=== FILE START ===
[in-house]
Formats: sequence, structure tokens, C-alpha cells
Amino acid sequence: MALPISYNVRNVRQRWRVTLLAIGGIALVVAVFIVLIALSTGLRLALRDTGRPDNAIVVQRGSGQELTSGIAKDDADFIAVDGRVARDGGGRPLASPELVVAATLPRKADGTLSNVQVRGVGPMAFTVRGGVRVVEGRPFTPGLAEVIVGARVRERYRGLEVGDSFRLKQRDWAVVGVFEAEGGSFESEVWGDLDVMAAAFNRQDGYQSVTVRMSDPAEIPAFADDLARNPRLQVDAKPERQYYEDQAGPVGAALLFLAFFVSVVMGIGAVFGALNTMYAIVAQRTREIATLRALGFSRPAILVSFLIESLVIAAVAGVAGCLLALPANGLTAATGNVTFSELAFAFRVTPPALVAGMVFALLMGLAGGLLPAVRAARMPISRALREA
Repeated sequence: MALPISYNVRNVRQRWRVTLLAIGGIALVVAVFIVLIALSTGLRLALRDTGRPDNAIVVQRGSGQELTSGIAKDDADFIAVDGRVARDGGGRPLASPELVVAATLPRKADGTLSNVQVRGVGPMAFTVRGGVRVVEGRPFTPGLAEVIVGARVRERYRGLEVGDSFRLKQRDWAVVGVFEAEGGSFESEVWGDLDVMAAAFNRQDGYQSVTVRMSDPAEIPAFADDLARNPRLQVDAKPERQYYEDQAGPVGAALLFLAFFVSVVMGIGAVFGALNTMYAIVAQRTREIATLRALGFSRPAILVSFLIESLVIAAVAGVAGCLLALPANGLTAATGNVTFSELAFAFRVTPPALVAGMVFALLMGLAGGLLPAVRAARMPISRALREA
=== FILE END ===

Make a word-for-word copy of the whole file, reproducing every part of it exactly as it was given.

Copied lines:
[in-house]
Formats: sequence, structure tokens, C-alpha cells
Amino acid sequence: MALPISYNVRNVRQRWRVTLLAIGGIALVVAVFIVLIALSTGLRLALRDTGRPDNAIVVQRGSGQELTSGIAKDDADFIAVDGRVARDGGGRPLASPELVVAATLPRKADGTLSNVQVRGVGPMAFTVRGGVRVVEGRPFTPGLAEVIVGARVRERYRGLEVGDSFRLKQRDWAVVGVFEAEGGSFESEVWGDLDVMAAAFNRQDGYQSVTVRMSDPAEIPAFADDLARNPRLQVDAKPERQYYEDQAGPVGAALLFLAFFVSVVMGIGAVFGALNTMYAIVAQRTREIATLRALGFSRPAILVSFLIESLVIAAVAGVAGCLLALPANGLTAATGNVTFSELAFAFRVTPPALVAGMVFALLMGLAGGLLPAVRAARMPISRALREA
Repeated sequence: MALPISYNVRNVRQRWRVTLLAIGGIALVVAVFIVLIALSTGLRLALRDTGRPDNAIVVQRGSGQELTSGIAKDDADFIAVDGRVARDGGGRPLASPELVVAATLPRKADGTLSNVQVRGVGPMAFTVRGGVRVVEGRPFTPGLAEVIVGARVRERYRGLEVGDSFRLKQRDWAVVGVFEAEGGSFESEVWGDLDVMAAAFNRQDGYQSVTVRMSDPAEIPAFADDLARNPRLQVDAKPERQYYEDQAGPVGAALLFLAFFVSVVMGIGAVFGALNTMYAIVAQRTREIATLRALGFSRPAILVSFLIESLVIAAVAGVAGCLLALPANGLTAATGNVTFSELAFAFRVTPPALVAGMVFALLMGLAGGLLPAVRAARMPISRALREA